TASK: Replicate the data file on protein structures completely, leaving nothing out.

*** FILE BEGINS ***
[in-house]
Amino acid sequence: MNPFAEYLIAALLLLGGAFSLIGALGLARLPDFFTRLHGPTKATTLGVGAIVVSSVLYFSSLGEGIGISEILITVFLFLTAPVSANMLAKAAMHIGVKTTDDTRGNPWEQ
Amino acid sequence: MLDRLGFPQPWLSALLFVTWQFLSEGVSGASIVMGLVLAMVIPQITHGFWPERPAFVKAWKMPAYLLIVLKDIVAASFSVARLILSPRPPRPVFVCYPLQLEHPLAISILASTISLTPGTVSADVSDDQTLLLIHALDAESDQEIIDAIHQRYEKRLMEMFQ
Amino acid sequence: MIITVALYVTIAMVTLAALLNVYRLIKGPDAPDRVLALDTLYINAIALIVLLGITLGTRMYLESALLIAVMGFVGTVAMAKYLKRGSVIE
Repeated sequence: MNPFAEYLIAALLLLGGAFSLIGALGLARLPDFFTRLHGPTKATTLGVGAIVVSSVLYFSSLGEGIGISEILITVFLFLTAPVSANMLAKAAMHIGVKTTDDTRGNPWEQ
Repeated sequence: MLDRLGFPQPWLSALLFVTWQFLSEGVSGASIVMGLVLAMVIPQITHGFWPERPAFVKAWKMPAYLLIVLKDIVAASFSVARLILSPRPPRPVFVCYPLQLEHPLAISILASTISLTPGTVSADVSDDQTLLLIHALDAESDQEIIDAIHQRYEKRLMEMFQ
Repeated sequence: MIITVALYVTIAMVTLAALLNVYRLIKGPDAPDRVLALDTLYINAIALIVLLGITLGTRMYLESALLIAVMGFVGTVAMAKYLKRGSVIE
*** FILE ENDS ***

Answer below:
[in-house]
Amino acid sequence: MNPFAEYLIAALLLLGGAFSLIGALGLARLPDFFTRLHGPTKATTLGVGAIVVSSVLYFSSLGEGIGISEILITVFLFLTAPVSANMLAKAAMHIGVKTTDDTRGNPWEQ
Amino acid sequence: MLDRLGFPQPWLSALLFVTWQFLSEGVSGASIVMGLVLAMVIPQITHGFWPERPAFVKAWKMPAYLLIVLKDIVAASFSVARLILSPRPPRPVFVCYPLQLEHPLAISILASTISLTPGTVSADVSDDQTLLLIHALDAESDQEIIDAIHQRYEKRLMEMFQ
Amino acid sequence: MIITVALYVTIAMVTLAALLNVYRLIKGPDAPDRVLALDTLYINAIALIVLLGITLGTRMYLESALLIAVMGFVGTVAMAKYLKRGSVIE
Repeated sequence: MNPFAEYLIAALLLLGGAFSLIGALGLARLPDFFTRLHGPTKATTLGVGAIVVSSVLYFSSLGEGIGISEILITVFLFLTAPVSANMLAKAAMHIGVKTTDDTRGNPWEQ
Repeated sequence: MLDRLGFPQPWLSALLFVTWQFLSEGVSGASIVMGLVLAMVIPQITHGFWPERPAFVKAWKMPAYLLIVLKDIVAASFSVARLILSPRPPRPVFVCYPLQLEHPLAISILASTISLTPGTVSADVSDDQTLLLIHALDAESDQEIIDAIHQRYEKRLMEMFQ
Repeated sequence: MIITVALYVTIAMVTLAALLNVYRLIKGPDAPDRVLALDTLYINAIALIVLLGITLGTRMYLESALLIAVMGFVGTVAMAKYLKRGSVIE